Connecticut has been testing mosquitoes for West Nile since 1997. Today, Andreadis’ outfit operates 91 traps in areas all across the state, and tests 180,000- 200,000 mosquitoes each year. The whole concept is to “get a better sense of the risk to the public,” Andreadis says.
There are actually 52 different mosquito species in Connecticut, but only a few carry diseases that can threaten human life. (The West Nile baddie’s nom de guerre is “Culex pipiens.”) Standing stagnant water in places like catch basins and storm drains and ditches are ideal breeding grounds, and the ideal conditions for raising mosquitoes here involve a wet spring and high summer heat.
Andreadis notes that the heavy rains we’ve had in recent weeks actually weren’t good for Culex pipiens, since the mosquito’s larvae were all washed out of those standing water places into rivers and the Sound where fish gobble them up.
Of course, those storms have left plenty of standing water in their wakes, and now we’ve got a heat wave on, and that suits mosquitoes just fine. Hot temperatures also accelerate the development of the virus inside the little buggers.
“We could see the virus beginning to build,” Andreadis warns.
Since West Nile was first spotted in Connecticut in 1999, state records show that 52 people have been infected here (plus three state residents infected while traveling elsewhere) and five people have died. There is no vaccine against West Nile and no specific cure, but the vast majority of people infected do survive.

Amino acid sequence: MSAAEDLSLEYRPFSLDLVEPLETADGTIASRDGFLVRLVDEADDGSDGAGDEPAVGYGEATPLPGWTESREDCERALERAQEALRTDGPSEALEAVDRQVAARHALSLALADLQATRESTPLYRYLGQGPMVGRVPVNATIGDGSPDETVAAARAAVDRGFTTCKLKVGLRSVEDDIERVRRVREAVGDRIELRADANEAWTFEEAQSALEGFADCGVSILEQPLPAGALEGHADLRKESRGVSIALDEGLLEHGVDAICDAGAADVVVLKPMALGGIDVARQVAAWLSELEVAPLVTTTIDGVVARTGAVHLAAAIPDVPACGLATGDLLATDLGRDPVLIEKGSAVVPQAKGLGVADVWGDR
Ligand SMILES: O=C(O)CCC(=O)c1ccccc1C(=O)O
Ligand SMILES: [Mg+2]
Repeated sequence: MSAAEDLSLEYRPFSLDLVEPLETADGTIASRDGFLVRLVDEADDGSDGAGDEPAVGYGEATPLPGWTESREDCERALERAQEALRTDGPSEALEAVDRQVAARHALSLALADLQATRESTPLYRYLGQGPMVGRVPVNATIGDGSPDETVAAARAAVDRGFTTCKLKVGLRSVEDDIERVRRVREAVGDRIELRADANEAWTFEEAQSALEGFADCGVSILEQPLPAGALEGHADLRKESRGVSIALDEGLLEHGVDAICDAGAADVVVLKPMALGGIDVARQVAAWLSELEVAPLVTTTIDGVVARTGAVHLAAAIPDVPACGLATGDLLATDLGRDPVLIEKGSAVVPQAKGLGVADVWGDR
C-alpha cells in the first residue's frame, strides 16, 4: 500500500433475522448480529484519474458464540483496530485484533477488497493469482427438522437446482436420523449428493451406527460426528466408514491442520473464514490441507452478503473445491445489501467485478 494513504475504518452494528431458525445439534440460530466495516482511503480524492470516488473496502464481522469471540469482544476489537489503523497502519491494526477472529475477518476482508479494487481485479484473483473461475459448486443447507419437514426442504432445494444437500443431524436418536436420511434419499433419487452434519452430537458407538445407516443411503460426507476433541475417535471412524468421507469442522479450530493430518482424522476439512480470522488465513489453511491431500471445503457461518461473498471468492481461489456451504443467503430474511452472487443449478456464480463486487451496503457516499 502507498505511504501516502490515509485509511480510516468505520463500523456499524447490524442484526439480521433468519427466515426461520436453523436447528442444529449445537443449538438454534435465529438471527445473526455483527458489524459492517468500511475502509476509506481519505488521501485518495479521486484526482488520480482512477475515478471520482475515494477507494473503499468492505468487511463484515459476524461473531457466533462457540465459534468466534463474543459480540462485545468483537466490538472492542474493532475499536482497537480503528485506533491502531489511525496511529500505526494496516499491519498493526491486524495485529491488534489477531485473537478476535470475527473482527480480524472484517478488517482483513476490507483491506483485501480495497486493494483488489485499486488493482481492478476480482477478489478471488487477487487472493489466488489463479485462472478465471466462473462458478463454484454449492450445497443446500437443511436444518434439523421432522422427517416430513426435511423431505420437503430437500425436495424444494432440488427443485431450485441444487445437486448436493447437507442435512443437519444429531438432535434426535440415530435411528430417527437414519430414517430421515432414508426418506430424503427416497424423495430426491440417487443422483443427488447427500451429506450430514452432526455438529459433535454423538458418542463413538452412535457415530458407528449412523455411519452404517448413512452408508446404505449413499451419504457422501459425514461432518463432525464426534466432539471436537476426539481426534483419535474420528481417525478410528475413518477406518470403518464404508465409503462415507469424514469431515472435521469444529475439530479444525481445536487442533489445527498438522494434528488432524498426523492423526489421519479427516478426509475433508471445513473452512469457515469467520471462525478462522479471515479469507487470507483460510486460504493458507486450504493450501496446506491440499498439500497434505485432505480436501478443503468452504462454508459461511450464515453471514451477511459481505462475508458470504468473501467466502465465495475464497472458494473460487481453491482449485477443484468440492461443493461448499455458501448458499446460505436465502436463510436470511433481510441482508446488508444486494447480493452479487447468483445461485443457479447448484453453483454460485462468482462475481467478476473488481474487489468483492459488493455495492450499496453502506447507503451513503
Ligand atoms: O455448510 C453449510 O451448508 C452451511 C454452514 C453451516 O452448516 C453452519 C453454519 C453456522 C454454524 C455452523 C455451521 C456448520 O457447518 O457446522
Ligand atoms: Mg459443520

Andreadis thinks the ban on methoprene, and the exceptions for its use, makes no sense.
“In Connecticut, very little methoprene is used on a regular basis,” he points out. And methoprene isn’t the pesticide of choice in the event that there’s an outbreak of West Nile somewhere.
Andreadis says that, if his tests discovered an infestation of West Nile somewhere and it was considered a crisis, the sort of pesticide laid down would target adult mosquitoes carrying the disease. It would basically be too late to use methoprene to kill the larvae.
Hyatt insists the partial ban “doesn’t hinder our ability to respond to a crisis at all.” He says it simply puts on a new “level of oversight that previously didn’t exist.”
At this stage, Crismale doesn’t really care that much about new tests or studies. He’s giving up fishing for a living.
“They’ve worn my optimism out,” he shrugs. “I’m done.”